Non-Computer

  • The Old New Thing

    Microspeak: All-up

    • 15 Comments

    Here are some citations. Let's see if we can figure out what it means.

    I think a presentation of these results would be a fun boost for the team. Is this something we should handle in a bunch of teams' weekly meetings, or should we do something all up?

    In the first citation, all up appears to mean "with everybody all together."

    We're looking for an all-up view of the various compatibility mitigations we have related to this feature.

    In the second citation, all up could mean "overview" or "detailed summary". Not sure yet. Let's keep looking.

    From the all up performance effort, we've settled on the approach below.

    Okay, this seems to suggest that all up refers to an aggregation of individual items. Let's try again:

    We have a number of channels for disseminating information. I think an all up destination could play a key and proactive role in major announcements such as the one from last week.

    Here, all up appears to mean "consolidated, comprehensive". Let's keep going.

    Document title: XYZ All Up Glossary

    This document is a glossary. Presumably is a glossary of terms you may encounter throughout the entire XYZ project. One last citation, this from a status report:

    • This week: Created Customer All up report.
    • Next week: Update Customer all up report with more customer related information.

    Okay, this didn't actually tell me much about what an all up report is, which is kind of a bummer because I was asked to create an all up report, and I still don't know if what I created is what the person wanted.

    (I ended up creating a report that summarized the status of every team, and called out issues that were noteworthy or reasons for concern. The person who asked for the report didn't complain, so I guess that was close enough to what they wanted that they didn't bother asking for more.)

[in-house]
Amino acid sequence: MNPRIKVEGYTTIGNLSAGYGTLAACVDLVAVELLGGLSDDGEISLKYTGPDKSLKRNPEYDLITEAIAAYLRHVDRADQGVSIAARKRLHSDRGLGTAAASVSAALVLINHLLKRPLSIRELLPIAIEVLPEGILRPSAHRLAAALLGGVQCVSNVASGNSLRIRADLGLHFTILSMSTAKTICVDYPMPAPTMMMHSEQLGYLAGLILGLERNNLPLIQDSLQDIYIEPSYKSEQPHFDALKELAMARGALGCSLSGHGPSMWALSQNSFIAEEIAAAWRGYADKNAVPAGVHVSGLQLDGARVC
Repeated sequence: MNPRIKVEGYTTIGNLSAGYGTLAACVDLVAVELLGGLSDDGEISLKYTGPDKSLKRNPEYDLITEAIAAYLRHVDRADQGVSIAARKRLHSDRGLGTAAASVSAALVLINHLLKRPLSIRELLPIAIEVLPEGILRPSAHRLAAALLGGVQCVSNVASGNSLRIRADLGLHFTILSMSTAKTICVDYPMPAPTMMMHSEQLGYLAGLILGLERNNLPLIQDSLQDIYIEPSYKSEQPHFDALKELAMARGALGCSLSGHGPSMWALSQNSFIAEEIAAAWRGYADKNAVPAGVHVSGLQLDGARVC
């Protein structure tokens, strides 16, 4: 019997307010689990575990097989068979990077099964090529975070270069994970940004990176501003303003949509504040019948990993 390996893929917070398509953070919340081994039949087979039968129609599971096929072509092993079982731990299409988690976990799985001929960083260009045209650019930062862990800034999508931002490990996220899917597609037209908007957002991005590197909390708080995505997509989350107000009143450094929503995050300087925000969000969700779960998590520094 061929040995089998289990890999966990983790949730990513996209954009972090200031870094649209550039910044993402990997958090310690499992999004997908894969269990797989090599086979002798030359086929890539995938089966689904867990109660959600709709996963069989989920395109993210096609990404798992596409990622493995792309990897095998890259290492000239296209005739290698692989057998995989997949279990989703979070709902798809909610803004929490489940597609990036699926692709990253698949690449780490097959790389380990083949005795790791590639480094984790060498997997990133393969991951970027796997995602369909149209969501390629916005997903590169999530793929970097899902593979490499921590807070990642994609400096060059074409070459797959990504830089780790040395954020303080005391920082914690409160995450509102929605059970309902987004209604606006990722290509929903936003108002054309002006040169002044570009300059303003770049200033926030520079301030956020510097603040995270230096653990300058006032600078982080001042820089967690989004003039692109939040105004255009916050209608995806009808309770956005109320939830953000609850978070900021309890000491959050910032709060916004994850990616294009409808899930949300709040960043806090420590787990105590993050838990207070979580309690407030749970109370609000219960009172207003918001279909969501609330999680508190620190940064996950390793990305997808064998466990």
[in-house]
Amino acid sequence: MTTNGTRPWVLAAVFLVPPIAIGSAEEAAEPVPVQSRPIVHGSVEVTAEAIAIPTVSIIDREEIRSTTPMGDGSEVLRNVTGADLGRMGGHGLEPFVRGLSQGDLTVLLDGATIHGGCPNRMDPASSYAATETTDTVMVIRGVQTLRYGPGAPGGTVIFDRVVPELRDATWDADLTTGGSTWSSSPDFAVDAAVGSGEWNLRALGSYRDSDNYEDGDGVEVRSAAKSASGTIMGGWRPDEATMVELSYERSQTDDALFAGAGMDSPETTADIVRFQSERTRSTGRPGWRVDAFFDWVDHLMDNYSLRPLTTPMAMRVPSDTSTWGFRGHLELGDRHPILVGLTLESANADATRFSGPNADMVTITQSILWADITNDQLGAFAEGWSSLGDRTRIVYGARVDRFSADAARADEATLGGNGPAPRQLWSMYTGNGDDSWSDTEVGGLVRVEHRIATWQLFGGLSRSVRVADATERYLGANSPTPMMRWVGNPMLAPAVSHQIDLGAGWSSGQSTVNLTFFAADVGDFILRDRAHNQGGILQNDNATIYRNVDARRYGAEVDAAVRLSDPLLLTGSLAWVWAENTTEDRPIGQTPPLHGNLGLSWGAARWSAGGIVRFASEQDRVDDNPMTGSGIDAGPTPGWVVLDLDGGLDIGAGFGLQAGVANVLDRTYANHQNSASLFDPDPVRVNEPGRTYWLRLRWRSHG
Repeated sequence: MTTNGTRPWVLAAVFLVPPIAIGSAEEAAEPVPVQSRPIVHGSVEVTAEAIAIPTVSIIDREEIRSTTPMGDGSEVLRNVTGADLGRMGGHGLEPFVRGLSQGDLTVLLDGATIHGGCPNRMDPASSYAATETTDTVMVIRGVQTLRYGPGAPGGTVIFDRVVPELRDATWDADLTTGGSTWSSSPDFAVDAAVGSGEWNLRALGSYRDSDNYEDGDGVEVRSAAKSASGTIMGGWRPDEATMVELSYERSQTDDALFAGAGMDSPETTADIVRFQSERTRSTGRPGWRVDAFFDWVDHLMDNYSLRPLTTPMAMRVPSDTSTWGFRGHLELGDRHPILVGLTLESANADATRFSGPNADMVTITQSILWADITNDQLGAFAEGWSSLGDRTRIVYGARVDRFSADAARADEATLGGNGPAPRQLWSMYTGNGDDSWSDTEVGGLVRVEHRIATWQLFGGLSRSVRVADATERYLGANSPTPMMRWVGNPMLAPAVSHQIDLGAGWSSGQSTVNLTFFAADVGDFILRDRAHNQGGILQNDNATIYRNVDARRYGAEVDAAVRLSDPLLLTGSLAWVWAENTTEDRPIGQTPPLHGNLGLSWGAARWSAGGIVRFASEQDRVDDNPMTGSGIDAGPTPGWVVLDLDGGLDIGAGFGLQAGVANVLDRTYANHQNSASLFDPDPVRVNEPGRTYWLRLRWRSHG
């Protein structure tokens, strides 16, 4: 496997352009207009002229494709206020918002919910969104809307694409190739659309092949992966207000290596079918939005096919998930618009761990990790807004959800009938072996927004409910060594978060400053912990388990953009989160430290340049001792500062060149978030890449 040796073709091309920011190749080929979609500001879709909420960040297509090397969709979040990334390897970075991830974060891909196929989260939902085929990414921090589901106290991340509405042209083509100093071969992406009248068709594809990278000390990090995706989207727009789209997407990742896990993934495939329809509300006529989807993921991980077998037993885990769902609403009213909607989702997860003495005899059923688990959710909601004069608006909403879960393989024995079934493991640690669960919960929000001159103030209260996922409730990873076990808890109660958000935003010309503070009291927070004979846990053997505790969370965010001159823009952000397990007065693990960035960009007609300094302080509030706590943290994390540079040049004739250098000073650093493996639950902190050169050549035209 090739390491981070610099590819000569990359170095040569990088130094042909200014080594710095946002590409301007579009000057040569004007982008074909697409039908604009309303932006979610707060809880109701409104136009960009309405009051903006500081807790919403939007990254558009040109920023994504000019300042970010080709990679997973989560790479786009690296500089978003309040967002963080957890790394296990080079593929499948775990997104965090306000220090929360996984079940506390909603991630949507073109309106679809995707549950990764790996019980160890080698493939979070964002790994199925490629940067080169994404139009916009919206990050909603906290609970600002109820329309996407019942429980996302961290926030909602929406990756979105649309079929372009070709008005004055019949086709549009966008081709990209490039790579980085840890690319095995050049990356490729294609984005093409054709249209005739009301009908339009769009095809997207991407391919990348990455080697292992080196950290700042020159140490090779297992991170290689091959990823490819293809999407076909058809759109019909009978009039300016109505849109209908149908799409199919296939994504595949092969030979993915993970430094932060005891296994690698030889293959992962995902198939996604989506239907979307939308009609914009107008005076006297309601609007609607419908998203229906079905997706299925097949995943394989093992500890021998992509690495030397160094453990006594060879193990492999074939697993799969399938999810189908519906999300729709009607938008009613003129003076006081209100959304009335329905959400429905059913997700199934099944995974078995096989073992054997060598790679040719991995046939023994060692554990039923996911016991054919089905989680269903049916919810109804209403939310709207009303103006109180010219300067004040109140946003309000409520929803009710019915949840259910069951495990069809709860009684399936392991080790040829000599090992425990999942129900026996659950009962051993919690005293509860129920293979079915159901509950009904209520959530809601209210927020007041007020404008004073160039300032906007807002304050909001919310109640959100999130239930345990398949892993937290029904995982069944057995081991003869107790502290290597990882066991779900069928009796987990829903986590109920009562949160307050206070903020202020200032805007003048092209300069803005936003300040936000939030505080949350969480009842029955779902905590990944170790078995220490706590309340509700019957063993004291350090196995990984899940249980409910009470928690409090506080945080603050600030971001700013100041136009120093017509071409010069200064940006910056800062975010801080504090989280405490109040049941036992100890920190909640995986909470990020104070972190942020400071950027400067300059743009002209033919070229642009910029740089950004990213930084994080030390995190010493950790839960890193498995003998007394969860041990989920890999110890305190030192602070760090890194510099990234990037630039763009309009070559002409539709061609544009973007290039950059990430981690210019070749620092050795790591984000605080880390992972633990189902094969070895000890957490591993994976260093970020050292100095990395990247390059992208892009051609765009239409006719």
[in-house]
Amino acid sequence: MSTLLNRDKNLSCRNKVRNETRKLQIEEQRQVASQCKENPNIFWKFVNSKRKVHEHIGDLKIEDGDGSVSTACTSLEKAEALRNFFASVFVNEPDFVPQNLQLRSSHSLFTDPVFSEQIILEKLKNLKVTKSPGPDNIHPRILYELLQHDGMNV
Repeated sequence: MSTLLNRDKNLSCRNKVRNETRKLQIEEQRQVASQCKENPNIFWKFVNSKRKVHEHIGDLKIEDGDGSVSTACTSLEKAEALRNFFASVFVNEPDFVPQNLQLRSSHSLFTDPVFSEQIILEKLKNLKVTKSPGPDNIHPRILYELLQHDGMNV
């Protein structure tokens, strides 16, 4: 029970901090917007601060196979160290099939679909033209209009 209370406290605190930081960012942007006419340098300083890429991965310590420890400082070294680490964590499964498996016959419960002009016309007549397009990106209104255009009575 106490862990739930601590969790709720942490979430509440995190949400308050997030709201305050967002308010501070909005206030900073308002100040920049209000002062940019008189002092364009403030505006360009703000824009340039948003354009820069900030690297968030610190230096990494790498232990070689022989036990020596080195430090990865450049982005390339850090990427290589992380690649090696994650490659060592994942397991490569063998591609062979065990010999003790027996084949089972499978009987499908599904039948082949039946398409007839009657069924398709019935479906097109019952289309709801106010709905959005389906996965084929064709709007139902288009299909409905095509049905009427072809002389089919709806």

• The Old New Thing

    The citizenship test is pass/fail; there's no blue ribbon for acing it

    • 35 Comments

    The civics portion of the United States citizenship test is an oral exam wherein you must correctly answer six out of ten questions. One of my friends studiously prepared for his examination, going so far as buying a CD with the questions and answers and listening to it every day during his commute to and from work.

    At last, the day arrived, and my friend went in to take his citizenship examination. The examiner led him to an office, and the two of them sat down for the test.

    "Who was President during World War II?"

    — Franklin D. Roosevelt.

    "Correct. How many justices are there on the Supreme Court?"

    — Nine.

    "Correct."

    And so on. Question 3, correct.

    Question 4, correct.

    Question 5, correct.

    Question 6, correct.

    And at that point, the examiner said, "Congratulations. You passed. There is a naturalization ceremony in two hours. Can you make it?"

    My friend was kind of surprised. Wasn't this a ten-question test? What about the other four questions?

    And then he realized: You only have to get six right. He got six right. How well he does on the remaining four questions is immaterial.

    My friend was hoping to get a perfect score of 10/10 on the test, or at least to find out whether he could get all ten right, just as a point of personal satisfaction, but of course the examiner doesn't care whether this guy can get all ten right. There's no blue ribbon for acing your citizenship test. It's pass/fail.